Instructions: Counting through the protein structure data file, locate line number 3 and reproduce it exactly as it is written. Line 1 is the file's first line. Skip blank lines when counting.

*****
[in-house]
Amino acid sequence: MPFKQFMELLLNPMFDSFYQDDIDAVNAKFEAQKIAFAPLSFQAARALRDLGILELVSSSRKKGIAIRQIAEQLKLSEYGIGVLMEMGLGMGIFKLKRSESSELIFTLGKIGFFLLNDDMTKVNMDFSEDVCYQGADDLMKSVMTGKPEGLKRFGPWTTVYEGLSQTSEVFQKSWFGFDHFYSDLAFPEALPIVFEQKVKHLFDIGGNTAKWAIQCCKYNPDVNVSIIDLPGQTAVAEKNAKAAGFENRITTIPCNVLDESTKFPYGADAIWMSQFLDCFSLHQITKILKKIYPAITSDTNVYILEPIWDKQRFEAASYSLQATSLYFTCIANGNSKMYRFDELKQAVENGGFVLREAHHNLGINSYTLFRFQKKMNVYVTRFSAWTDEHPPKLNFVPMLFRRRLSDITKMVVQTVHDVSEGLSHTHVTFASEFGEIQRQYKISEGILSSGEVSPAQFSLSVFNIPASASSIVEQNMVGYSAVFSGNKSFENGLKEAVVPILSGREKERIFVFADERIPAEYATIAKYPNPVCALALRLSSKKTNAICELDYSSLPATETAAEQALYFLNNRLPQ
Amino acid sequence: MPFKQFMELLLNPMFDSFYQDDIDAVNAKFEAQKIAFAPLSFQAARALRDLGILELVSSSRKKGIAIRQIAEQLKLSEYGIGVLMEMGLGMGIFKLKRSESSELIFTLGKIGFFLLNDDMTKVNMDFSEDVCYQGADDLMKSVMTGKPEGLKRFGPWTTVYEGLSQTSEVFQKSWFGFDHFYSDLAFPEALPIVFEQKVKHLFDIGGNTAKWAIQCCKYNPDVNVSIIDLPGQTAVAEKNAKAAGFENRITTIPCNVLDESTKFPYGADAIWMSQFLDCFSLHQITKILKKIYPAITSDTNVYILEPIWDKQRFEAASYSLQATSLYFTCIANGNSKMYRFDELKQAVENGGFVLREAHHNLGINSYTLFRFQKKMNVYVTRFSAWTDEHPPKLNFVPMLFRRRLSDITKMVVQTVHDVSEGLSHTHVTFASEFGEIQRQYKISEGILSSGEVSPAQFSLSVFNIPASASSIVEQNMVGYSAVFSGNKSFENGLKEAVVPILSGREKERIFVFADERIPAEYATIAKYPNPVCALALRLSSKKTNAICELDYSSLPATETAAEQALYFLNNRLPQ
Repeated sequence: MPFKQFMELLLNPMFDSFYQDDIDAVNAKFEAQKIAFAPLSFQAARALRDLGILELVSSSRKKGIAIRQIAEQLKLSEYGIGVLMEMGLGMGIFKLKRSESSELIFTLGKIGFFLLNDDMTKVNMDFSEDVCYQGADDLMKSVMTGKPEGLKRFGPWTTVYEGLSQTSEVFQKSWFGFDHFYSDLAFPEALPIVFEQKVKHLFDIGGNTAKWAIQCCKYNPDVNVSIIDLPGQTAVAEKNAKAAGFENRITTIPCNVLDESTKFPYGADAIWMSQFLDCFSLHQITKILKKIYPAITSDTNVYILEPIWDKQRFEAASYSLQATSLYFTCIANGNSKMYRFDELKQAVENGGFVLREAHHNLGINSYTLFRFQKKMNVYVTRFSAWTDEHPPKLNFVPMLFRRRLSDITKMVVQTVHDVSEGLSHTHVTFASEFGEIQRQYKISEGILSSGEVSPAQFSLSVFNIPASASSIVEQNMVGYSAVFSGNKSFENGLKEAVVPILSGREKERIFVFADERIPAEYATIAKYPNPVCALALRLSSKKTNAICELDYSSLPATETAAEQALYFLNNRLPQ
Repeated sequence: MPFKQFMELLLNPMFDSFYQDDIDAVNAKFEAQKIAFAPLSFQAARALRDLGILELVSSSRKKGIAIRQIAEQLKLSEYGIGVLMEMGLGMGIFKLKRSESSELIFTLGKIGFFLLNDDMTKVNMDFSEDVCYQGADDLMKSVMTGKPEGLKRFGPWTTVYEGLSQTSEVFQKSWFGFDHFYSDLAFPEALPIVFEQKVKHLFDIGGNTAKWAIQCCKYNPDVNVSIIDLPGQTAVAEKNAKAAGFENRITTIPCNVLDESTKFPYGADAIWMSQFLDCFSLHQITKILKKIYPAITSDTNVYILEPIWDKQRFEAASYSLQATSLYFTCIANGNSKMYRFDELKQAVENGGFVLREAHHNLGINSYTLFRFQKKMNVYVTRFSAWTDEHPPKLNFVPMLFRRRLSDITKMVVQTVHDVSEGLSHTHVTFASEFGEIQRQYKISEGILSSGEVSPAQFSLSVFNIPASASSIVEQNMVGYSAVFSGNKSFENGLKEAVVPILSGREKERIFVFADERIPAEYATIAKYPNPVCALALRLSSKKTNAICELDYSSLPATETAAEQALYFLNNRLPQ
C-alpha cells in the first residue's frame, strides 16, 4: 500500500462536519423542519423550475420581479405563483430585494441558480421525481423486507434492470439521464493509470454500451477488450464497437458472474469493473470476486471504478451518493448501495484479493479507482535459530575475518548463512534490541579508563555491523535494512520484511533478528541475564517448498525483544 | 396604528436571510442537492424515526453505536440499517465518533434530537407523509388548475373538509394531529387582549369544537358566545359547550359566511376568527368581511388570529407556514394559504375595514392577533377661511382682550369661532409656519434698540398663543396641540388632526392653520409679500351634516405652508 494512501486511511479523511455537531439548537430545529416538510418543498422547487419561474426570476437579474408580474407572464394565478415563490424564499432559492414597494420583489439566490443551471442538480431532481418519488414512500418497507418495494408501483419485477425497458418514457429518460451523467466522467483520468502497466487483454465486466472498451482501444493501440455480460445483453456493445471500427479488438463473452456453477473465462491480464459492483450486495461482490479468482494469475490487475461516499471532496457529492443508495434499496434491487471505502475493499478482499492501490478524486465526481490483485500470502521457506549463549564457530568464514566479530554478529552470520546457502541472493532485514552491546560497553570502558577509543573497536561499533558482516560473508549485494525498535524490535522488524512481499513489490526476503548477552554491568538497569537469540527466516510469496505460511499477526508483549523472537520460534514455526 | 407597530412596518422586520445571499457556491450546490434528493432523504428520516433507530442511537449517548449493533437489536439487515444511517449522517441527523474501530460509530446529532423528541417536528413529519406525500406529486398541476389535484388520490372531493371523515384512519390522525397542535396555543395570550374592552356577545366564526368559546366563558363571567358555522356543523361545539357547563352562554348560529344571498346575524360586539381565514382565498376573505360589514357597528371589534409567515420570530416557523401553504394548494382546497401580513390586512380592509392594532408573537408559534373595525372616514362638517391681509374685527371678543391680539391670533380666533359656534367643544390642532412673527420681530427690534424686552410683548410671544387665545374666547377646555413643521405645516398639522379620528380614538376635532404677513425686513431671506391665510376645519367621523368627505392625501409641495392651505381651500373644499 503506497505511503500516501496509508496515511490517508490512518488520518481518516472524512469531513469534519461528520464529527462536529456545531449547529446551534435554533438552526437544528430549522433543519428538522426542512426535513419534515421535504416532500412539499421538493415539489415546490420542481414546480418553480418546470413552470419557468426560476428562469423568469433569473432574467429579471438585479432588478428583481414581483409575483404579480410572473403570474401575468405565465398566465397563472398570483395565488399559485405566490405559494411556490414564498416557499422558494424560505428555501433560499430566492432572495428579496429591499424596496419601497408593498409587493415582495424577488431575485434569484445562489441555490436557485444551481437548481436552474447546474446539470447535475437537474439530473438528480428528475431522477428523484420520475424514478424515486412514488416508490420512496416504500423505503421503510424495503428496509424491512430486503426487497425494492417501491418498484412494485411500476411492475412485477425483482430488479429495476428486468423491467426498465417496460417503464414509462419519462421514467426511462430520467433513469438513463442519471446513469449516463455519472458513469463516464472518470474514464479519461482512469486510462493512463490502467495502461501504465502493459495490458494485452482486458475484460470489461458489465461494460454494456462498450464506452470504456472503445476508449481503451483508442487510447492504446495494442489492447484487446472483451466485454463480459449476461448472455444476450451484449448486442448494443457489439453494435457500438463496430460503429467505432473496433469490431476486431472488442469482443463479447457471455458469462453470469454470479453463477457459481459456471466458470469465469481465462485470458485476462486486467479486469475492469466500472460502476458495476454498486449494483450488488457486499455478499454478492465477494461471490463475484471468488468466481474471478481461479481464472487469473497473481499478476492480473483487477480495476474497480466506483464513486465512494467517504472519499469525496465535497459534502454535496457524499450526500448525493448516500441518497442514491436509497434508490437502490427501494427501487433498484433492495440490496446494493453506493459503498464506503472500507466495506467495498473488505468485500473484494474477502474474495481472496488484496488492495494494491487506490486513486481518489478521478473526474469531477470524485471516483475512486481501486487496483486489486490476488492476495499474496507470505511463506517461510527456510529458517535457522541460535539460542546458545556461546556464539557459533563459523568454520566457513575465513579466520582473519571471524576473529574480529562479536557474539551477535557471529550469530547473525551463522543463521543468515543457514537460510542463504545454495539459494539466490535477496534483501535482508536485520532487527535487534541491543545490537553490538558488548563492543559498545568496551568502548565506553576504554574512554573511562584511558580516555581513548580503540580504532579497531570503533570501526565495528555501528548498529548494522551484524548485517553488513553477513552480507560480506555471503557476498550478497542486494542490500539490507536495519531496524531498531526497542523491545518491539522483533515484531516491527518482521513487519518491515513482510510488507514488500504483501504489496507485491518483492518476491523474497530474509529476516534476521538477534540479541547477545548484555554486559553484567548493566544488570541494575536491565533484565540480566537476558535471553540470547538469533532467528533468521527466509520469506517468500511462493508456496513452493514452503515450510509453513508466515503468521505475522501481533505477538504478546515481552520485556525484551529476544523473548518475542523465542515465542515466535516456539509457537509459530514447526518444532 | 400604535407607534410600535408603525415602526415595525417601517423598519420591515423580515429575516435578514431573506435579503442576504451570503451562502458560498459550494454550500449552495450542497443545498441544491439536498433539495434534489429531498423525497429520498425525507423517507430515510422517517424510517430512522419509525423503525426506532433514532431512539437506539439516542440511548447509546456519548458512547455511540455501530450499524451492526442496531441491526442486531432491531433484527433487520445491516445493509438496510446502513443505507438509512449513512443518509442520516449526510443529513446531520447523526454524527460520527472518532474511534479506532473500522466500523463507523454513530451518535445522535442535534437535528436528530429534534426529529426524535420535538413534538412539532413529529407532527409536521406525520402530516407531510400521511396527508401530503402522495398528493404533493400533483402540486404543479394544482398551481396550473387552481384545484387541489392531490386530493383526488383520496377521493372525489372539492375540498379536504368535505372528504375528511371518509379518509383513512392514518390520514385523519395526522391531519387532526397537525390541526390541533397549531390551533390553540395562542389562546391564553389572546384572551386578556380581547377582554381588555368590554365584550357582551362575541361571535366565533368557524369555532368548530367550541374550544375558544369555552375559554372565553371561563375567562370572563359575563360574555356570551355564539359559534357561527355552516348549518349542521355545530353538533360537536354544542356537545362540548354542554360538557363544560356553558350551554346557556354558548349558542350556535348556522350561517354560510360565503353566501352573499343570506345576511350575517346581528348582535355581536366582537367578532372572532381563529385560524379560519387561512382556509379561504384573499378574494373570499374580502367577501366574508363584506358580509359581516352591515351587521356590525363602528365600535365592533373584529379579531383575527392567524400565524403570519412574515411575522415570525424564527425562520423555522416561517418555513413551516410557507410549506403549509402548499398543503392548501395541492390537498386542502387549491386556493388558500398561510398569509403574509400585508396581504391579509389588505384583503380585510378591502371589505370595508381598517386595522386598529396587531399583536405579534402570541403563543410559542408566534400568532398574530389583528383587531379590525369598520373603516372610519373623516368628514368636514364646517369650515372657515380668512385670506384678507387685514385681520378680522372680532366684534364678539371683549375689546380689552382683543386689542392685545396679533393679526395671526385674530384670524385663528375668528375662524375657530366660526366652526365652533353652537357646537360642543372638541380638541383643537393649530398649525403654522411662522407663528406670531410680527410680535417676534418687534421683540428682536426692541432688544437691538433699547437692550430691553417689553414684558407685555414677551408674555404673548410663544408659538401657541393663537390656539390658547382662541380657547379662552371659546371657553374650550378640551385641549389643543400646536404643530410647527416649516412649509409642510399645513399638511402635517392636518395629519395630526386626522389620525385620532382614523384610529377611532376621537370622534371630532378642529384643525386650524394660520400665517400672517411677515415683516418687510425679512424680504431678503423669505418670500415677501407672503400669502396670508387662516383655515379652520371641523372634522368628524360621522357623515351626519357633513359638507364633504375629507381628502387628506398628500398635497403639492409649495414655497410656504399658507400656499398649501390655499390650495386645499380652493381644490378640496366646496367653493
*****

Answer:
Amino acid sequence: MPFKQFMELLLNPMFDSFYQDDIDAVNAKFEAQKIAFAPLSFQAARALRDLGILELVSSSRKKGIAIRQIAEQLKLSEYGIGVLMEMGLGMGIFKLKRSESSELIFTLGKIGFFLLNDDMTKVNMDFSEDVCYQGADDLMKSVMTGKPEGLKRFGPWTTVYEGLSQTSEVFQKSWFGFDHFYSDLAFPEALPIVFEQKVKHLFDIGGNTAKWAIQCCKYNPDVNVSIIDLPGQTAVAEKNAKAAGFENRITTIPCNVLDESTKFPYGADAIWMSQFLDCFSLHQITKILKKIYPAITSDTNVYILEPIWDKQRFEAASYSLQATSLYFTCIANGNSKMYRFDELKQAVENGGFVLREAHHNLGINSYTLFRFQKKMNVYVTRFSAWTDEHPPKLNFVPMLFRRRLSDITKMVVQTVHDVSEGLSHTHVTFASEFGEIQRQYKISEGILSSGEVSPAQFSLSVFNIPASASSIVEQNMVGYSAVFSGNKSFENGLKEAVVPILSGREKERIFVFADERIPAEYATIAKYPNPVCALALRLSSKKTNAICELDYSSLPATETAAEQALYFLNNRLPQ